The Louisiana Supreme Court And Its Attack On Religious Freedom

Religious freedom has become somewhat of a national, polarizing issue. And the Louisiana Supreme Court is bringing the issue back home as they demand that a Catholic priest testify in court about a confession he had, which would force him to break Catholic doctrine or face legal action.

Rev. Jeff Bayhi and the Catholic Diocese of Baton Rouge are defendants in a case in which a 12 year old girl was allegedly sexually abused by another church parishioner back in 2008 at Our Lady of the Assumption Catholic Church in Clinton. The confession by Bayhi, according to the Supreme Court, can only be claimed on behalf of the confessor. Therefore, Bayhi cannot claim confidentiality because the girl waived her confidentiality privilege.

The Louisiana Supreme Court said that Bayhi’s confession with the girl was not “privileged communication,” however an appeals court found the opposite. Because the girl could have allegedly confessed to Bayhi in the sacrament of confession, the appeals court ruled that is was “clearly” confidential communication.

Organizations, along the way, have essentially attacked the Catholic priest for simply following Catholic doctrine, as a priest or confessor who breaks the seal of confession is automatically excommunicated with barring action from the Pope.

The Survivors Network of those Abused by Priests, an organization known as SNAP, issued a release Monday (July 7) to NOLA.com | The Times-Picayune regarding the Louisiana ruling, which it called “unusual.”

“This is what happens when Catholic officials conceal child sex crimes for decades — they lose credibility among judges,” SNAP Director David Clohessy said. “And this is what happens when Catholic officials deliberately and deceptively exploit confessional confidentiality.”

The organization did not take a position on the specific ruling in its statement but points out that Catholic officials have in the past claimed conversations about abuse were confessions in order to cover-up the truth. “We hope that’s not the case here,” Clohessy said.

But, the Catholic Diocese of Baton Rouge, which is being held liable for allegedly “failing to properly train the priest regarding mandatory reporting of sexual abuse of minors,” is fighting back.

In a statement released on the matter, the Diocese says it does not normally comment on pending legal cases, but since opinions by the appeals court and the Supreme Court of Louisiana are public knowledge, it is a different ball game.

The issue as it relates to the “Church defendants” (Fr. Bayhi and the Diocese of Baton Rouge) attacks the seal of confession and the attempt by the plaintiffs to have the court compel testimony from the priest, Fr. Bayhi, as to whether or not there were confessions and, if so, what the contents of any such confessions were.

A foundational doctrine of the Roman Catholic Church for thousands of years mandates that the seal of confession is absolute and inviolable. Pursuant to his oath to the Church, a priest is compelled never to break that seal. Neither is a priest allowed to admit that someone went to confession to him. If necessary, the priest would have to suffer a finding of contempt in a civil court and suffer imprisonment rather than violate his sacred duty and violate the seal of confession and his duty to the penitent.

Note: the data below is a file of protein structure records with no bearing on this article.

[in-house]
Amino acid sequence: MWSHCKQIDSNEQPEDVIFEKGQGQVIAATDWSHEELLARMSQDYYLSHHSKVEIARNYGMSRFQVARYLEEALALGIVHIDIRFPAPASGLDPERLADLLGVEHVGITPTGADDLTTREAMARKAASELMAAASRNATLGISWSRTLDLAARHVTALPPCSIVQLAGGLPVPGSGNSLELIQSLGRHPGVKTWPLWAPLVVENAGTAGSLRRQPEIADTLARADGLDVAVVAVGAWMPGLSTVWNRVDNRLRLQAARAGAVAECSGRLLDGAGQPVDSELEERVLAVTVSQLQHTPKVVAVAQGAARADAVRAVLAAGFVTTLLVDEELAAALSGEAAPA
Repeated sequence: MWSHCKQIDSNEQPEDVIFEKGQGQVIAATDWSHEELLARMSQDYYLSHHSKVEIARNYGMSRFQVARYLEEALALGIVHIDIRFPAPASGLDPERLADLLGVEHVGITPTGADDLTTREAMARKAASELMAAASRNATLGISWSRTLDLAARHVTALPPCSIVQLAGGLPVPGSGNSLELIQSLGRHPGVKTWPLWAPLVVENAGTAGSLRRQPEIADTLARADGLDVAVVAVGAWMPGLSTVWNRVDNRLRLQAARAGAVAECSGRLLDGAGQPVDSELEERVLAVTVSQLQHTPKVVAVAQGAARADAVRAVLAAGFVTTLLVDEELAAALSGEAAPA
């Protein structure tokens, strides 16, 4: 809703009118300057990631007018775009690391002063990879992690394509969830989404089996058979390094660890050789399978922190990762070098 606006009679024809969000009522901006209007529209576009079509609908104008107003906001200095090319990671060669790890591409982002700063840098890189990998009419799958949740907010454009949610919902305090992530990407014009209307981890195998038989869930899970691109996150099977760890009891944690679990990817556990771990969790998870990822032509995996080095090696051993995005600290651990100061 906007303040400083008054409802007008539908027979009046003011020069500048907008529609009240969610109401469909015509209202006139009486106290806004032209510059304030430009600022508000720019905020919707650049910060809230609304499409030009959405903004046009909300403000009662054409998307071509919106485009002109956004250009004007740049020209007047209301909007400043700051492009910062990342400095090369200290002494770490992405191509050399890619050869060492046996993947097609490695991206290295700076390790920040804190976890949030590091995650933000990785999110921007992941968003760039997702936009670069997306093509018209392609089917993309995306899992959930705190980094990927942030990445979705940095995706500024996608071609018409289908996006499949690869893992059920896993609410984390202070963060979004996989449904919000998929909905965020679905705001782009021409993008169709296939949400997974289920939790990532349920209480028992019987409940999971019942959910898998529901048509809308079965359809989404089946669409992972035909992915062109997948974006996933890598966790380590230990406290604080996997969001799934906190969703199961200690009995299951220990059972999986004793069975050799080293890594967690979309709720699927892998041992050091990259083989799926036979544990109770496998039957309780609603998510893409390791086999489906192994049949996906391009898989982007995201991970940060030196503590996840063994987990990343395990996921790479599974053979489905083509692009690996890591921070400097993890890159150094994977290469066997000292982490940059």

This is not a gray area in the doctrines of the Roman Catholic Church. A priest/confessor who violates the seal of confession incurs an automatic excommunication reserved for forgiveness to the Apostolic See in Vatican City, Italy.

In this case, the priest acted appropriately and would not testify about the alleged confessions. Church law does not allow either the plaintiff (penitent) or anyone else to waive the seal of confession.

The Diocese said the issue cut to the “core of the Catholic faith, and for a civil court to inquire as to whether or not a factual situation establishes the Sacrament of Confession is a clear and unfettered violation of the Establishment Clause of the Constitution of the United States.”

This matter is of serious consequence to all religions, not just the Catholic faith. The statutes involved in this matter address “sacred communications” which are confidential and are exempt from mandatory reporting. In other words, Protestant ministers, Jewish Rabbis, clergy of the Muslim religion, etc. all counsel and receive sacred communication of a confidential nature which are covered by these statutes.

The position of the Diocese of Baton Rouge and Fr. Bayhi is that the Supreme Court of Louisiana has run afoul of the constitutional rights of both the Church and the priest, more particularly, has violated the Establishment Clause and the separation of Church and State under the first amendment. For a civil court to impinge upon the freedom of religion is a clear violation and the matter will be taken to the highest court in the land by the Church in order to protect its free exercise of religion.

Louisiana law states that a person has a privilege to refuse to disclose and to prevent another person from disclosing a confidential communication by the person to a clergyman in his professional character as spiritual adviser. As for the accusation that Bayhi is mandated to report sexual abuse, even if heard during the seal of confession, the law states that clergyman are not required to report if the information was gained through a confidential communication.

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